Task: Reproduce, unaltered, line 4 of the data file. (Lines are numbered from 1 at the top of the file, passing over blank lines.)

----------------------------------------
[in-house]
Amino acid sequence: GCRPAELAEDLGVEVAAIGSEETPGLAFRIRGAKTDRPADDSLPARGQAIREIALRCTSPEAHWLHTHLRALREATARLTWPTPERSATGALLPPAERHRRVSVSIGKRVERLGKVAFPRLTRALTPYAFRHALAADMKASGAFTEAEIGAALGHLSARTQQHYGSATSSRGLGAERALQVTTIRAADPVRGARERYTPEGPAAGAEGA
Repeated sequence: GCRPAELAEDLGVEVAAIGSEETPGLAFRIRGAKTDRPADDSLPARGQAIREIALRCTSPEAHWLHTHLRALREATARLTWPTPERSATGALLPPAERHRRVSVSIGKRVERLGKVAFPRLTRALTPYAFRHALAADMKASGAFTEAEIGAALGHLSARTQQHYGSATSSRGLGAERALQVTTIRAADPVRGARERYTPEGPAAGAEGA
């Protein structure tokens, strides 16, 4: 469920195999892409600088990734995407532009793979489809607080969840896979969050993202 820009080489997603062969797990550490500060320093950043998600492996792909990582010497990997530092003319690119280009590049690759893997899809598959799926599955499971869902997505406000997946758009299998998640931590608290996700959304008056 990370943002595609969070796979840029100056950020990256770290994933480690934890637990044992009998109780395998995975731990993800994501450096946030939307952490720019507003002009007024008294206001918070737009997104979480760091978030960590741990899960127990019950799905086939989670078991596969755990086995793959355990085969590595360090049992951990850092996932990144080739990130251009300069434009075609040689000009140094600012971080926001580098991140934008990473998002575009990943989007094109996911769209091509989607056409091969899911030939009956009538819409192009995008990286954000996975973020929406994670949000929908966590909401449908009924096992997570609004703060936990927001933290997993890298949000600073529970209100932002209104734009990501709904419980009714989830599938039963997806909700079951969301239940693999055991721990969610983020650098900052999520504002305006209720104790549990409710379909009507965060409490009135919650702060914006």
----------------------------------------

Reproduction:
């Protein structure tokens, strides 16, 4: 469920195999892409600088990734995407532009793979489809607080969840896979969050993202 820009080489997603062969797990550490500060320093950043998600492996792909990582010497990997530092003319690119280009590049690759893997899809598959799926599955499971869902997505406000997946758009299998998640931590608290996700959304008056 990370943002595609969070796979840029100056950020990256770290994933480690934890637990044992009998109780395998995975731990993800994501450096946030939307952490720019507003002009007024008294206001918070737009997104979480760091978030960590741990899960127990019950799905086939989670078991596969755990086995793959355990085969590595360090049992951990850092996932990144080739990130251009300069434009075609040689000009140094600012971080926001580098991140934008990473998002575009990943989007094109996911769209091509989607056409091969899911030939009956009538819409192009995008990286954000996975973020929406994670949000929908966590909401449908009924096992997570609004703060936990927001933290997993890298949000600073529970209100932002209104734009990501709904419980009714989830599938039963997806909700079951969301239940693999055991721990969610983020650098900052999520504002305006209720104790549990409710379909009507965060409490009135919650702060914006």